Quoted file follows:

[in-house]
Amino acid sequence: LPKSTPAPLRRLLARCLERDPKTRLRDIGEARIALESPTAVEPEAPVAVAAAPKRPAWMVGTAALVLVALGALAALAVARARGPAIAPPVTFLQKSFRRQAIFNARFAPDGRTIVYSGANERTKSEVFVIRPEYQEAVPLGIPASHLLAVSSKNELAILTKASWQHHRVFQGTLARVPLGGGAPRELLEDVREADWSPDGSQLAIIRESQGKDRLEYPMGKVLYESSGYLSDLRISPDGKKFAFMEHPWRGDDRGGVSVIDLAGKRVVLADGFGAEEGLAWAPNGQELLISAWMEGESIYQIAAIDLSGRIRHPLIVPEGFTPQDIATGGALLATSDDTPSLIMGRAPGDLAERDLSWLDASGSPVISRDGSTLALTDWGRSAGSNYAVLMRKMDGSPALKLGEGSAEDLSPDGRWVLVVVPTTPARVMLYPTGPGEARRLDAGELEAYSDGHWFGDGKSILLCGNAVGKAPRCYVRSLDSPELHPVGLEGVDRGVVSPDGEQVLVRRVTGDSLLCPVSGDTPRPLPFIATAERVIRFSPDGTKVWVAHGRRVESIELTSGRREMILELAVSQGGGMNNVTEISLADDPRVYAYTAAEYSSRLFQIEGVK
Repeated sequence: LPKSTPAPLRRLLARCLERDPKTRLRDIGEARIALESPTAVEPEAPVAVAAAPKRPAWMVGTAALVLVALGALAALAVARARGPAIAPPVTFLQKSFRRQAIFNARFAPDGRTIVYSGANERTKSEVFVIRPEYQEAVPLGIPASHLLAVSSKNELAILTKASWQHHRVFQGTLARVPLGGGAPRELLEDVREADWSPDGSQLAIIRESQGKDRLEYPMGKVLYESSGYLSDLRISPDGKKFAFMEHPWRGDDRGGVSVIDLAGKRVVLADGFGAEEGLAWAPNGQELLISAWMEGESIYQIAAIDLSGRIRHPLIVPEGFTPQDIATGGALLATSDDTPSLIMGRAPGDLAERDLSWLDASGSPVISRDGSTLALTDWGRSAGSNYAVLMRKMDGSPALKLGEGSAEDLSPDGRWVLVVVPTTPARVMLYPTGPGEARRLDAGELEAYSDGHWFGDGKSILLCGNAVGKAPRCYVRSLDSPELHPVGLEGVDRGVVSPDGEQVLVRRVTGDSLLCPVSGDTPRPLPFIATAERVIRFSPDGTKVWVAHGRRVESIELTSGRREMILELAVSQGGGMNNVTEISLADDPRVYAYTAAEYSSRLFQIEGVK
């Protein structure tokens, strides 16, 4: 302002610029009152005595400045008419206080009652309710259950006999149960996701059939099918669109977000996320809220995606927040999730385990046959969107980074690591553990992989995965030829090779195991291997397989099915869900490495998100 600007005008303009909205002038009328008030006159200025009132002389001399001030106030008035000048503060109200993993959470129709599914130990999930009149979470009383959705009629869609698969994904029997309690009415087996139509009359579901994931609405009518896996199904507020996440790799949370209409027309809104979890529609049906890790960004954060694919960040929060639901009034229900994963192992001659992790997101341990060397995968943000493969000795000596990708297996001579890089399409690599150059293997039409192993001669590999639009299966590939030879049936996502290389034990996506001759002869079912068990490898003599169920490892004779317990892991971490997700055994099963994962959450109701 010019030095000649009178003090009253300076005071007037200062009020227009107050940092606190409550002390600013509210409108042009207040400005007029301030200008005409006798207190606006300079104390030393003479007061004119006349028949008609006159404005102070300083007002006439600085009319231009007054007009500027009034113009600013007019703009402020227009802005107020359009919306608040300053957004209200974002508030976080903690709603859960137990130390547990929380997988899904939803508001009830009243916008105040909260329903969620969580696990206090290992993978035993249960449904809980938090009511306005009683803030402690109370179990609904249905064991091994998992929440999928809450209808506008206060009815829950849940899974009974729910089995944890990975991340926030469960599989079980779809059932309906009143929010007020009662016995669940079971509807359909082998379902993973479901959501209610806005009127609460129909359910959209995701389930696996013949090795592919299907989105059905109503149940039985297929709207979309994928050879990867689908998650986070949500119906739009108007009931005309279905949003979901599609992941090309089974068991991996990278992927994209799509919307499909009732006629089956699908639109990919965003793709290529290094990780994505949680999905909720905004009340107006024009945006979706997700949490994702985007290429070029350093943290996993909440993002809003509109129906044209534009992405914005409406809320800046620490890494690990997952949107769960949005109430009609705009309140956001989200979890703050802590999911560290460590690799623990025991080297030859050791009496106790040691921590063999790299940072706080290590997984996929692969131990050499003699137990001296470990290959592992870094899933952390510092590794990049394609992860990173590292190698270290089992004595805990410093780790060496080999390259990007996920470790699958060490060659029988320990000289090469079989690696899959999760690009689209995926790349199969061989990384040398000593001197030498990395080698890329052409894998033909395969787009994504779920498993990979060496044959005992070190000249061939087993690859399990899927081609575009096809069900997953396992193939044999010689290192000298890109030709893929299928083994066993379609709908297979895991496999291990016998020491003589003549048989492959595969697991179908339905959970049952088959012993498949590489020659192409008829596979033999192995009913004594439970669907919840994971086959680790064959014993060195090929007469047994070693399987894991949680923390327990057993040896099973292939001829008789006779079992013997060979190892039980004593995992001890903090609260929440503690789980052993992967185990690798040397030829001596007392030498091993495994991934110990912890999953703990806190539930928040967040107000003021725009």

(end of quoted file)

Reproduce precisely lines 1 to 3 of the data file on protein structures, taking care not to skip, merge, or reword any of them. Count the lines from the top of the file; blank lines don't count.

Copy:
[in-house]
Amino acid sequence: LPKSTPAPLRRLLARCLERDPKTRLRDIGEARIALESPTAVEPEAPVAVAAAPKRPAWMVGTAALVLVALGALAALAVARARGPAIAPPVTFLQKSFRRQAIFNARFAPDGRTIVYSGANERTKSEVFVIRPEYQEAVPLGIPASHLLAVSSKNELAILTKASWQHHRVFQGTLARVPLGGGAPRELLEDVREADWSPDGSQLAIIRESQGKDRLEYPMGKVLYESSGYLSDLRISPDGKKFAFMEHPWRGDDRGGVSVIDLAGKRVVLADGFGAEEGLAWAPNGQELLISAWMEGESIYQIAAIDLSGRIRHPLIVPEGFTPQDIATGGALLATSDDTPSLIMGRAPGDLAERDLSWLDASGSPVISRDGSTLALTDWGRSAGSNYAVLMRKMDGSPALKLGEGSAEDLSPDGRWVLVVVPTTPARVMLYPTGPGEARRLDAGELEAYSDGHWFGDGKSILLCGNAVGKAPRCYVRSLDSPELHPVGLEGVDRGVVSPDGEQVLVRRVTGDSLLCPVSGDTPRPLPFIATAERVIRFSPDGTKVWVAHGRRVESIELTSGRREMILELAVSQGGGMNNVTEISLADDPRVYAYTAAEYSSRLFQIEGVK
Repeated sequence: LPKSTPAPLRRLLARCLERDPKTRLRDIGEARIALESPTAVEPEAPVAVAAAPKRPAWMVGTAALVLVALGALAALAVARARGPAIAPPVTFLQKSFRRQAIFNARFAPDGRTIVYSGANERTKSEVFVIRPEYQEAVPLGIPASHLLAVSSKNELAILTKASWQHHRVFQGTLARVPLGGGAPRELLEDVREADWSPDGSQLAIIRESQGKDRLEYPMGKVLYESSGYLSDLRISPDGKKFAFMEHPWRGDDRGGVSVIDLAGKRVVLADGFGAEEGLAWAPNGQELLISAWMEGESIYQIAAIDLSGRIRHPLIVPEGFTPQDIATGGALLATSDDTPSLIMGRAPGDLAERDLSWLDASGSPVISRDGSTLALTDWGRSAGSNYAVLMRKMDGSPALKLGEGSAEDLSPDGRWVLVVVPTTPARVMLYPTGPGEARRLDAGELEAYSDGHWFGDGKSILLCGNAVGKAPRCYVRSLDSPELHPVGLEGVDRGVVSPDGEQVLVRRVTGDSLLCPVSGDTPRPLPFIATAERVIRFSPDGTKVWVAHGRRVESIELTSGRREMILELAVSQGGGMNNVTEISLADDPRVYAYTAAEYSSRLFQIEGVK